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Preferential differences in vaccination decision-making for oneself or one’s child in The Netherlands
Journal Contribution - Journal Article
Subtitle:a discrete choice experiment
Background To optimize the focus of future public information campaigns in The Netherlands promoting the uptake of vaccines among adults and children, we quantified the contribution of several attributes to the vaccination decision. Method We performed a discrete choice experiment (DCE) among Dutch adults including six attributes, i.e. vaccine effectiveness, vaccine-preventable burden of disease (specified in severity and frequency), accessibility of vaccination in terms of co-payment and prescription requirements, frequency of mild side-effects, population-level vaccination coverage and local vaccination coverage among family and friends. Participants answered the DCE from their own perspective (‘oneself’ group) or with regard to a vaccine decision for their youngest child (‘child’ group). The data was analysed by means of panel mixed logit models. Results We included 1547 adult participants (825 ‘oneself’ and 722 ‘child’). Vaccine effectiveness was the most important attribute in the ‘oneself’ group, followed by burden of disease (relative importance (RI) 78%) and accessibility (RI 76%). In the ‘child’ group, burden of disease was most important, but tied closely with vaccine effectiveness (RI 97%). Of less importance was the risk of mild vaccine-related side-effects and both population and local vaccination coverage. Interestingly, participants were more willing to vaccinate when uptake among the population or family and friends was high, indicating that social influence and social norms plays a role. Conclusions Vaccine effectiveness and disease severity are key attributes in vaccination decision-making for adults making a decision for themselves and for parents who decide for their children. Hence, public information campaigns for both adult and child vaccination should primarily focus on these two attributes. In addition, reinforcing social norms may be considered.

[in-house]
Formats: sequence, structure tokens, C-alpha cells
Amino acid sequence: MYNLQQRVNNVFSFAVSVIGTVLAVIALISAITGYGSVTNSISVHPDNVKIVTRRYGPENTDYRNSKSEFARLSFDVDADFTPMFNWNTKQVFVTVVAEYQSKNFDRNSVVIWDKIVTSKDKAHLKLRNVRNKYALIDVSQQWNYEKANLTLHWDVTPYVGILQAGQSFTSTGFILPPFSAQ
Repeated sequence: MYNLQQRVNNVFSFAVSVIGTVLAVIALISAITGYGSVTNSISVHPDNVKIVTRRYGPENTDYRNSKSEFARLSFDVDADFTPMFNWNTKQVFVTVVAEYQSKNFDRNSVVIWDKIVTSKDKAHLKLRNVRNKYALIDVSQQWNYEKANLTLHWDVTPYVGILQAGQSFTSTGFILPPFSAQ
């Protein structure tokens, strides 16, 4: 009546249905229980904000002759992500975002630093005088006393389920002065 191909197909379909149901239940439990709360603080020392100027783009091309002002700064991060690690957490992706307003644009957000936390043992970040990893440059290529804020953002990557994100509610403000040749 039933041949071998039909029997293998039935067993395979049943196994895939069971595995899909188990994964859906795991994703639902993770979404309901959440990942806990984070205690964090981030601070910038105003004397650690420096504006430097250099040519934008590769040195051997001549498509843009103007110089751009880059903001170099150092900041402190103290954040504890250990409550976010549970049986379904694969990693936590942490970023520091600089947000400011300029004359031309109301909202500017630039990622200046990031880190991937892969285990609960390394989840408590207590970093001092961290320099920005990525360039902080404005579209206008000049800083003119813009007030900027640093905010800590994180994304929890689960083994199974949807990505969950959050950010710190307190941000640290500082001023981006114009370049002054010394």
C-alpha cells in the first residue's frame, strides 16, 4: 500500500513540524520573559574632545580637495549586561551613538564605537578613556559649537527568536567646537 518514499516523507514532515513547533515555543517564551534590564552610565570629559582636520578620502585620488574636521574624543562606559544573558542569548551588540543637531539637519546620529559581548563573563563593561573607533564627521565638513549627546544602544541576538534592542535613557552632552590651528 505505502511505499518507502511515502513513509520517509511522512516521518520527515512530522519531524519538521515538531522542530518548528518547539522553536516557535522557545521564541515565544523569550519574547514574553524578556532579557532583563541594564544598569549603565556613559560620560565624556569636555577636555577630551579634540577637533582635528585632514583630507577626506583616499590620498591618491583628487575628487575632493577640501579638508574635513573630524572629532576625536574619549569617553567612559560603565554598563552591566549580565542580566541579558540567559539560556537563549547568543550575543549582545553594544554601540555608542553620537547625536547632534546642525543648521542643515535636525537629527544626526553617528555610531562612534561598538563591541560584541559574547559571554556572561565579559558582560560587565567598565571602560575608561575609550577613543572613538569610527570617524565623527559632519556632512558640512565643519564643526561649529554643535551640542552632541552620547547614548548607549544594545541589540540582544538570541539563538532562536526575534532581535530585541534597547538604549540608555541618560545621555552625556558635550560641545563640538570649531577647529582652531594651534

Journal: BMC Public Health
Pages: 1 - 14